The bus to Laos: There’s a bus departure from the Nakhon Phanom terminal every 2.5 hours, starting at 9.00 am, and the fare is 70 THB per person. Fifteen km north of Nakhon Phanom is the Thai Lao FRIENDSHIP BRIDGE #3. There’s an immigration checkpoint at each end of the bridge which usually takes at least an hour to clear through. Mondays and Fridays are always the busiest with Lao’s crossing back and forth for the weekends. You’ll get a 30-day visa on arrival, at the Laotian side, and the fee is 1800 THB. Once you arrive in Laos the difference with Thailand is immediately noticeable. A lot of people have said it’s like stepping back thirty years in Thailand. Less crowded, less traffic, less developed, and no Russians to be seen anywhere.

Thakhek: The bus trip ends at the THAKHEK BUS TERMINAL which is located along Hwy # 13. From here it’s a 5 km tuk-tuk ride into the town centre. Note: the town centre is right next to the Mekong River and it’s where most of the hotels, guesthouses, restaurants, cafés, and motorbike rental agencies are located. For anyone interested in going there, the best hotel in town is probably the INTHIRA THAKHEK. Best in terms of room quality, pricing, ambiance, food standard, and good coffees. Thakhek is also the start and finish point for the renowned motorbike tour called the THAKHEK LOOP, one of the best in Southeast Asia.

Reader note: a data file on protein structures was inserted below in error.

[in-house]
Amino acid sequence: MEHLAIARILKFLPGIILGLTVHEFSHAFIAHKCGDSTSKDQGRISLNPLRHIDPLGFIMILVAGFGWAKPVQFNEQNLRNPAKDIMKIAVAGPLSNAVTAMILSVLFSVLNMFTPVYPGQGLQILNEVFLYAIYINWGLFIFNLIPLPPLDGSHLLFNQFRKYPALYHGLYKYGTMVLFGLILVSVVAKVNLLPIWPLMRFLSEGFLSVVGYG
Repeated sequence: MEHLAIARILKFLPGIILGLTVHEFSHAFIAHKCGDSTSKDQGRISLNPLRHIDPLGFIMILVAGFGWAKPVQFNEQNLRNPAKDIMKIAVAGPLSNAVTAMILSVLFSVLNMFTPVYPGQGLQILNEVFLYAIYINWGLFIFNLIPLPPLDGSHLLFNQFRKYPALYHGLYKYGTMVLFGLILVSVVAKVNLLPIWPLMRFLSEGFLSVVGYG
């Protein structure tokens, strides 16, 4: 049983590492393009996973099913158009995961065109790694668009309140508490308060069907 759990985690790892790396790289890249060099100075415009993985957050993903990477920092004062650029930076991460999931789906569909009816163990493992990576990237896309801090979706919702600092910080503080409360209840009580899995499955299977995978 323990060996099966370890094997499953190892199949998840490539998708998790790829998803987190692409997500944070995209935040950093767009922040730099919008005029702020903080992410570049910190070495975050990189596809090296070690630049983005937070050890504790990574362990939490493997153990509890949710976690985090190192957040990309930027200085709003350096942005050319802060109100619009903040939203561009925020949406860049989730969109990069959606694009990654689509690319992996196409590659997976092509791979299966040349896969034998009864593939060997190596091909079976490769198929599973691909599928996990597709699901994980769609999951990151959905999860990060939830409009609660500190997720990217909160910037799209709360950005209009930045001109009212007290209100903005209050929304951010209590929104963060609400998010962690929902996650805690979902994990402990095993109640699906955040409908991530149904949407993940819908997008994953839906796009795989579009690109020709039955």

Along the river front in Thakhek.


The Rock Viewpoint: I hadn’t been in Thakhek since early 2020 but had I’d been there several times in the seven years prior. I’d also done the loop trip four times, so I didn’t really need to hang about there too long. Prior to arriving in Laos I’d booked accommodation and tours with GREEN DISCOVERY LAOS, the best adventure tour company in the country. My target destination for six days was their adventure base, some 140 km north of Thakhek, called the ROCK VIEWPOINT. I’d arranged a pickup from the Inthira, the day I arrived in Laos. To see more on the Rock Viewpoint, click on this link: MEGAWORLD ASIA


At the Rock Viewpoint.


What’s happening at Kong Lor Cave: This cave site is probably the premier attraction of the THAKHEK LOOP TOUR. At 7.5 km end to end, it’s one of the largest river tunnels in Southeast Asia. Tours through the cave are done in a motorized boat which takes you all the way through the cave to the remote encampment beyond the upstream entrance. KONG LOR VILLAGE, which is located approximately 1 km from the downstream entrance of the cave, has around a dozen homestays and guesthouses, and numerous restaurants, for those planning an overnight stay. Note: if you’re doing the Thakhek Loop Tour, Kong Lor Cave is a 42 km detour off Hwy # 8 (the turn off is at Na Hin Village). To see more on Kong Lor cave, click on this link: MEGAWORLD ASIA